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Let me correct myself- when I said "changed your mind" what I really meant to type was "adapted the mission plan to incorporate new information."
Much better. In that case, yes.
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  #27  
Old 03-12-2012
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Re: Choosing the right boat

... and he never returned...

rwilson37643 last posted on this site 4 weeks ago...

So much for lawyers...
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Old 03-12-2012
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Re: Choosing the right boat

An interesting question and lots of answers based on other's preferences and experiences.

I have a small light trailersailer, perhaps a bit small but its easy to tow, launch and retrieve, sailing is also pretty easy.

I have owned a maxi trailersailer of 28 foot and 6000lb with the trailer, its too much to tow etc. and still call it fun.

Being male, I bought what I wanted. My partner and I agreed that I was the sailor and she was happy to stay at home if she did not like the boat stuff (we have been doing it a long time so there were no surprises).

So I got what I wanted and needed. She who must be respected does come along on cruises and copes very well in the modest accommodation aboard a RL24 (about 3000lb with the trailer). We have an agreement that anytime she wishes we can pull into a marina or haul the yacht out and move into a hotel for the holiday. So far, she has never asked me to cut a cruise short. If the weather is rough, I generally wait with us hoteling it and doing the land based holiday waiting for the weather to improve.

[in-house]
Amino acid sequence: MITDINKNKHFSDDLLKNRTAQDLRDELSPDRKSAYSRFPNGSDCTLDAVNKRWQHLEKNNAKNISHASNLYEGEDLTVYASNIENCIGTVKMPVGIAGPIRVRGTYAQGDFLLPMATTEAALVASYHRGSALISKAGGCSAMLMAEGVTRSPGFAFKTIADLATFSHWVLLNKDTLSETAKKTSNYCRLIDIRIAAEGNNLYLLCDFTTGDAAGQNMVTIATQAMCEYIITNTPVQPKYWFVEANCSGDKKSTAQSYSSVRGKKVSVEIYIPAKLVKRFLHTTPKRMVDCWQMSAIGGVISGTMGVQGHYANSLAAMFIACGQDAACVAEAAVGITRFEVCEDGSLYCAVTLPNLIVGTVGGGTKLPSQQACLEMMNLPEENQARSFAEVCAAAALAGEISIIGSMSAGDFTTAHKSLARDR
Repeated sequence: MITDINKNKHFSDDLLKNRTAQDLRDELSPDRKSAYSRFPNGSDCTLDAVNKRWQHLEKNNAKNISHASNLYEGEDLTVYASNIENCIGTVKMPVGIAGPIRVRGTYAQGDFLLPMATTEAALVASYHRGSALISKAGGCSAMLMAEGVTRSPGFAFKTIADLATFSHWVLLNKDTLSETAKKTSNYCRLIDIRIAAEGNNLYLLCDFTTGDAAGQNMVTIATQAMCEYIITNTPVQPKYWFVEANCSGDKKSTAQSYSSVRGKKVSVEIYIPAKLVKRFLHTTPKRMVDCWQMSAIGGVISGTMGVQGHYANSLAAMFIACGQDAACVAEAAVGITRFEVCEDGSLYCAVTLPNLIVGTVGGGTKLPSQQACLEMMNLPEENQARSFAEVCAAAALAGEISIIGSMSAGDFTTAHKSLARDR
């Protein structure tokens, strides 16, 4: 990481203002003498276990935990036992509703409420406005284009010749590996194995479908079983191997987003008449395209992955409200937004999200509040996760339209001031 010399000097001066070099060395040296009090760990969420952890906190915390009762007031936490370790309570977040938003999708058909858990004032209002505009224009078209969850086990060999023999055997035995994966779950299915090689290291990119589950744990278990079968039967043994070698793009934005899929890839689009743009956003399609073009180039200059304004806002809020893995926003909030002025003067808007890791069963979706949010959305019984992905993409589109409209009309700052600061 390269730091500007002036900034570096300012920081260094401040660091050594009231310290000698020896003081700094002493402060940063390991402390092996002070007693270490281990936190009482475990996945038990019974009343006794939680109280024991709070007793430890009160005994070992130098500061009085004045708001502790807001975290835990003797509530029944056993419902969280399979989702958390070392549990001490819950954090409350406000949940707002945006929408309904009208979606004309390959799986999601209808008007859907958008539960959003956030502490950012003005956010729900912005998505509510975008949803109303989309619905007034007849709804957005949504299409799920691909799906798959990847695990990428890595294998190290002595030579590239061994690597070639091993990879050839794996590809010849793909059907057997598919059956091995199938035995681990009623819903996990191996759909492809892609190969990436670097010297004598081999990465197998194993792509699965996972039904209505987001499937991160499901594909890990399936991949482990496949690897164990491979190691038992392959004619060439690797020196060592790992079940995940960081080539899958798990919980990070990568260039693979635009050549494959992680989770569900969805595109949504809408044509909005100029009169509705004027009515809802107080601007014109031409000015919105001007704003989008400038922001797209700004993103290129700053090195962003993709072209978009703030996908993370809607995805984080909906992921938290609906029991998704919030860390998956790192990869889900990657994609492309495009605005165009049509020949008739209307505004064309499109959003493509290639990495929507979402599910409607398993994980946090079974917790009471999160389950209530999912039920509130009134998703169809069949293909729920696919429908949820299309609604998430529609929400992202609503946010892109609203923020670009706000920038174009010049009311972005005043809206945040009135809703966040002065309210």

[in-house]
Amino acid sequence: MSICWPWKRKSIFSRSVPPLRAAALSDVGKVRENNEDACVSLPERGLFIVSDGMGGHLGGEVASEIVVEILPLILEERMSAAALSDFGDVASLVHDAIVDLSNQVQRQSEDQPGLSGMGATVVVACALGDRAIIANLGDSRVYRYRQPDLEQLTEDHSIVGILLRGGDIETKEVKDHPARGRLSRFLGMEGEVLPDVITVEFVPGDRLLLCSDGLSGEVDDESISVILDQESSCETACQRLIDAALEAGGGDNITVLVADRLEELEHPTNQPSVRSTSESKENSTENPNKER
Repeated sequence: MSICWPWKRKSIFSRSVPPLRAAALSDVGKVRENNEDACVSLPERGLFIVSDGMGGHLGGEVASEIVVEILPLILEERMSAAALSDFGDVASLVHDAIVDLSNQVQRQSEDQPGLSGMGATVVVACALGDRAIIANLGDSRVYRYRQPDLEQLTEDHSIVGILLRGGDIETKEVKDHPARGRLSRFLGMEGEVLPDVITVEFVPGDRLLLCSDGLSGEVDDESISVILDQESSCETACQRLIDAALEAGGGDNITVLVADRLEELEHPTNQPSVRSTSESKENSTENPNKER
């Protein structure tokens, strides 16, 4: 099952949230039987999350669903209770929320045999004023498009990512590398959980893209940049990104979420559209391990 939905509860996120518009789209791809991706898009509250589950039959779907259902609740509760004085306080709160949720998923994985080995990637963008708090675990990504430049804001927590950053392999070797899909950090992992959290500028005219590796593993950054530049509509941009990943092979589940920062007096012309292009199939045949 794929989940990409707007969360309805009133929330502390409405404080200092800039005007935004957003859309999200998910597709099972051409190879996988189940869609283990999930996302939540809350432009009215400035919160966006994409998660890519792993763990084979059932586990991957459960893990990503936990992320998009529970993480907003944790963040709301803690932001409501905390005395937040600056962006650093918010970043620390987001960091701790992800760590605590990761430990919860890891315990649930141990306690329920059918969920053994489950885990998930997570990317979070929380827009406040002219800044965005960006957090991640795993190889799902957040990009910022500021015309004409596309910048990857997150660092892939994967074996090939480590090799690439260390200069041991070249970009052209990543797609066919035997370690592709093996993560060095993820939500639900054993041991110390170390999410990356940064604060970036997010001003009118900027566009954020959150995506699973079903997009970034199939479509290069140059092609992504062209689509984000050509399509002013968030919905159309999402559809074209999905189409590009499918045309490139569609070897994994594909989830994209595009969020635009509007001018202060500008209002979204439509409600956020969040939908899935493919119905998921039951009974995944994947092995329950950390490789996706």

I have learnt my partner stays aboard because we visit wonderful places, we don't hurry and I do my best to avoid heavy weather.

So far my longest destination was 3000km on road over a 10 week trip, she flew up and we spent 4 weeks cruising. There is no way a larger coastal yacht could cover the distances I travel or access the rivers and shallow anchorages I have enjoyed.

To me the advantage of the lighter trailerable yacht is I don't need to do the coastal transits between the coastal waters I access with the trailerable yacht.

My home coastal waters are Bass Straight, the yacht I would need to cruise my area is not suitable for the rest of my cruising needs and Bass Straight is not my idea of fun.

The longest we have spent aboard was 4 weeks cruising the central Whitsunday Islands. We took advantage of the excellent marinas to stretch our legs and recover from small boat life, we also went to anchorages such as Hill Inlet which are not suitable for deeper draft yachts.

I have no comments on power boats, our time is so limited we find the small trailer yacht suits our current needs.

When we retire, I expect we will buy something like a Mangrove Jack 28 motor sailor and go coastal cruising on the Queensland coast for a year or two then sell the yacht.

Even when retired, we will probably keep the RL24, its not a big investment and costs to keep are low. As I get more frail, I expect the RL24 with its light mast and light gear will keep me afloat in protected waters without too much fuss.

If the large power boat and yacht suits you, consider getting a trailerable trimaran which could also be stored in a pen.